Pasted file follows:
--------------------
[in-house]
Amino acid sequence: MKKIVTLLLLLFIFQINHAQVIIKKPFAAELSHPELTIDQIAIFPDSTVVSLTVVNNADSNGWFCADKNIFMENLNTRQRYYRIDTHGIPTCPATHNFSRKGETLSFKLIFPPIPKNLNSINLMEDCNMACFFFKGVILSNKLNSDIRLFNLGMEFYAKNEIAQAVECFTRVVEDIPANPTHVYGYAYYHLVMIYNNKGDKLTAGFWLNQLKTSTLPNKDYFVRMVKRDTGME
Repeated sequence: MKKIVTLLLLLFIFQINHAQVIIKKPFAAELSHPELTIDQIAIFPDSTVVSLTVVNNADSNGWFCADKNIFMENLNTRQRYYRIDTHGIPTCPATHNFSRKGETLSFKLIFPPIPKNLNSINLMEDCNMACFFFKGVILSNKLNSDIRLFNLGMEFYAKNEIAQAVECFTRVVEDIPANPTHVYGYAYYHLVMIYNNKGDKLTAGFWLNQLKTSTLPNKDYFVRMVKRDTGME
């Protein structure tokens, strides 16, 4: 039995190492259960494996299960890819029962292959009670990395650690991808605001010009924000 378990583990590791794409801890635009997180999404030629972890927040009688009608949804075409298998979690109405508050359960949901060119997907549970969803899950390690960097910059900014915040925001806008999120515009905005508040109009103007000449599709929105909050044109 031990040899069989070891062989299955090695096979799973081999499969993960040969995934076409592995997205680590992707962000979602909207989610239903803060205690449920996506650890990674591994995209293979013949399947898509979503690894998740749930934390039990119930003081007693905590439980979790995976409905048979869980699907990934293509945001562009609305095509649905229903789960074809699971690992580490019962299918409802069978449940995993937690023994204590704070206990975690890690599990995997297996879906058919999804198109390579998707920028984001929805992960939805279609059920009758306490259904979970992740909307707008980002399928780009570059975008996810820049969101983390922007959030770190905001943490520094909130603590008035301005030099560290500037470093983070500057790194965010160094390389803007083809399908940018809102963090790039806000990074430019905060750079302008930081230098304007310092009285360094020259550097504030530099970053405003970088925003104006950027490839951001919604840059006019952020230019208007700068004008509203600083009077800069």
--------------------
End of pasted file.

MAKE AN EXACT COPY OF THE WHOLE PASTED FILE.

[in-house]
Amino acid sequence: MKKIVTLLLLLFIFQINHAQVIIKKPFAAELSHPELTIDQIAIFPDSTVVSLTVVNNADSNGWFCADKNIFMENLNTRQRYYRIDTHGIPTCPATHNFSRKGETLSFKLIFPPIPKNLNSINLMEDCNMACFFFKGVILSNKLNSDIRLFNLGMEFYAKNEIAQAVECFTRVVEDIPANPTHVYGYAYYHLVMIYNNKGDKLTAGFWLNQLKTSTLPNKDYFVRMVKRDTGME
Repeated sequence: MKKIVTLLLLLFIFQINHAQVIIKKPFAAELSHPELTIDQIAIFPDSTVVSLTVVNNADSNGWFCADKNIFMENLNTRQRYYRIDTHGIPTCPATHNFSRKGETLSFKLIFPPIPKNLNSINLMEDCNMACFFFKGVILSNKLNSDIRLFNLGMEFYAKNEIAQAVECFTRVVEDIPANPTHVYGYAYYHLVMIYNNKGDKLTAGFWLNQLKTSTLPNKDYFVRMVKRDTGME
């Protein structure tokens, strides 16, 4: 039995190492259960494996299960890819029962292959009670990395650690991808605001010009924000 378990583990590791794409801890635009997180999404030629972890927040009688009608949804075409298998979690109405508050359960949901060119997907549970969803899950390690960097910059900014915040925001806008999120515009905005508040109009103007000449599709929105909050044109 031990040899069989070891062989299955090695096979799973081999499969993960040969995934076409592995997205680590992707962000979602909207989610239903803060205690449920996506650890990674591994995209293979013949399947898509979503690894998740749930934390039990119930003081007693905590439980979790995976409905048979869980699907990934293509945001562009609305095509649905229903789960074809699971690992580490019962299918409802069978449940995993937690023994204590704070206990975690890690599990995997297996879906058919999804198109390579998707920028984001929805992960939805279609059920009758306490259904979970992740909307707008980002399928780009570059975008996810820049969101983390922007959030770190905001943490520094909130603590008035301005030099560290500037470093983070500057790194965010160094390389803007083809399908940018809102963090790039806000990074430019905060750079302008930081230098304007310092009285360094020259550097504030530099970053405003970088925003104006950027490839951001919604840059006019952020230019208007700068004008509203600083009077800069």